Thursday, May 11, 2017

SERIOUS PROBLEM: Trump Claims He Created the Phrase 'Priming the Pump

This is bizarre. During an interview with Economist, President Trump claimed that he created the phrase "priming the pump"

From the interview:
It’s very Keynesian.
We’re the highest-taxed nation in the world. Have you heard that expression before, for this particular type of an event?
Priming the pump?
Yeah, have you heard it?
Have you heard that expression used before? Because I haven’t heard it. I mean, I just… I came up with it a couple of days ago and I thought it was good. It’s what you have to do.
For the record:

 Pump priming is considered the action taken to stimulate, from a Keynesian-type aggregate demand perspective, an economy through government spending, and interest rate and tax reductions. 

The term "pump priming" is derived from the operation of older pumps; a suction valve had to be primed with water so that the pump would function properly.

Note:  According to Investopedia, the phrase "pump priming" was originally used during the Herbert Hoover presidency:

The phrase originated with President Hoover's creation of the Reconstruction Finance Corporation (RFC) in 1932, which was designed to make loans to banks and industry. This was taken one step further by 1933, when President Roosevelt felt that pump-priming would be the only way for the economy to recover from the Great Depression. Through the RFC and other public works organizations, billions of dollars were spent "priming the pump" to encourage economic growth.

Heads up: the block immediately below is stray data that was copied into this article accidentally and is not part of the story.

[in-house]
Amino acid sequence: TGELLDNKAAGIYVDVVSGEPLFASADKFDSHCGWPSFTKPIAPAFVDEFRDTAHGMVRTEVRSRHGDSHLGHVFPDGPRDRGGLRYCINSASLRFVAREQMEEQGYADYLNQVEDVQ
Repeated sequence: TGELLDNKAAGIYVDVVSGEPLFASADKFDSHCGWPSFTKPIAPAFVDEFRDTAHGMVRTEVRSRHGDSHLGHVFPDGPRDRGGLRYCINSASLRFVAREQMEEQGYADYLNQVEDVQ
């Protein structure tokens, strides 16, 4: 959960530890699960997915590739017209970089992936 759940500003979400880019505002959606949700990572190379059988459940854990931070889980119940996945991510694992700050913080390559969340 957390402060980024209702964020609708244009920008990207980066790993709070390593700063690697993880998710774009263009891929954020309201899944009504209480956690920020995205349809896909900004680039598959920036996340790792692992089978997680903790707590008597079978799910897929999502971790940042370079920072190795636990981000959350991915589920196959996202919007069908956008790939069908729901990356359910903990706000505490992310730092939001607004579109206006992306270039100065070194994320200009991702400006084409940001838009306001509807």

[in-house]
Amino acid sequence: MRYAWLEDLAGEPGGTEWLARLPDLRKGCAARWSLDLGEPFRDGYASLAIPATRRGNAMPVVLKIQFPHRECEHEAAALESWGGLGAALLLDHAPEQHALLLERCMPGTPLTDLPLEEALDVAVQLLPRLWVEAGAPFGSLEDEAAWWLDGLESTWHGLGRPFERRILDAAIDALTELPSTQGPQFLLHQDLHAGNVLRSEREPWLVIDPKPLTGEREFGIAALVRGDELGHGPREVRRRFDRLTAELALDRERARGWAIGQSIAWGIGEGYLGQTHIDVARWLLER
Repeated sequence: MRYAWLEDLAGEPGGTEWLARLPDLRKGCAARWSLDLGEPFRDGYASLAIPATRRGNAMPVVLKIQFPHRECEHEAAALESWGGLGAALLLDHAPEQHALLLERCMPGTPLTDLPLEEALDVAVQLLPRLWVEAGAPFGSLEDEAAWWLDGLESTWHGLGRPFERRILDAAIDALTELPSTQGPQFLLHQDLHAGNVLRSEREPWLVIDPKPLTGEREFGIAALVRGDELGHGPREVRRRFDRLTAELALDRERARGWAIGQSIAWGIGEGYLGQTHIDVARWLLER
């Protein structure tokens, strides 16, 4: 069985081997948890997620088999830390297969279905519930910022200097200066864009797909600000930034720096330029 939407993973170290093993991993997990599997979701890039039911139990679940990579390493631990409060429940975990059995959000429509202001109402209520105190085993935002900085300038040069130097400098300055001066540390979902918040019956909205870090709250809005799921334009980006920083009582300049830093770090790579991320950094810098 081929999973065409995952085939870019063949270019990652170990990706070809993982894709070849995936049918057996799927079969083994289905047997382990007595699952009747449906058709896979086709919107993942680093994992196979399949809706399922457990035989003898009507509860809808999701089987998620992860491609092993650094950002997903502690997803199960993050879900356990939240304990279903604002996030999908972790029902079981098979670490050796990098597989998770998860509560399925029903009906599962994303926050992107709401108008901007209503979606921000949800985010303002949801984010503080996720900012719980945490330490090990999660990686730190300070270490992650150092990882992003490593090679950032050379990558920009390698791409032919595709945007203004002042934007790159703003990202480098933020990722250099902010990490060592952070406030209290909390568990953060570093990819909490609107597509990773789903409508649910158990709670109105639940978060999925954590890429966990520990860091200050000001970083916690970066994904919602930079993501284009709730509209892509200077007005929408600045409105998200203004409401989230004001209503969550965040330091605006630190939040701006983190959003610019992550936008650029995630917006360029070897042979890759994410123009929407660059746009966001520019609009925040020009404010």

The theory of it being necessary to stimulate aggregate demand in an economy has been shown faulty by

Austrian school economists. SEE:  The Failure of the New Economics by Henry Hazlitt,



Outside of economics, Merriam-Webster, in a tweet on Thursday, said the phrase dates to the early 1800s 


  1. Trump actually invented the pump. (Take that Al Gore!)

  2. Oh yeah, this is definitely the guy I want dictating national economic policy....

  3. Ha! Can't help but love Trump the public figure. I never met him, but just from reading his political articles and watching video of his lectures its evident Murray Rothbard would have loved watching this.

    1. Rothbard would have loved a blowhard in favor of tariffs and an increased military budget, with more military action overseas, who can't even repeal Obamacare?

      I don't think so.

    2. I said "Murray Rothbard would have loved watching this."

      And Rothbard said nice things about far worse politicians than Trump. Rothbard said he favored Lyndon Johnson over Barry Goldwater for instance. Rothbard wrote that he was going to vote for Johnson and that all libertarians should vote for Johnson!

  4. From a lawyerly standpoint, I would always put the burden of proof upon the statists and violent interventionists to prove the necessity of their proposed interventions. In criminal law, the state has the burden of proof beyond a reasonable doubt. In civil cases, the plaintiff has the burden of proof of their case being more likely than not.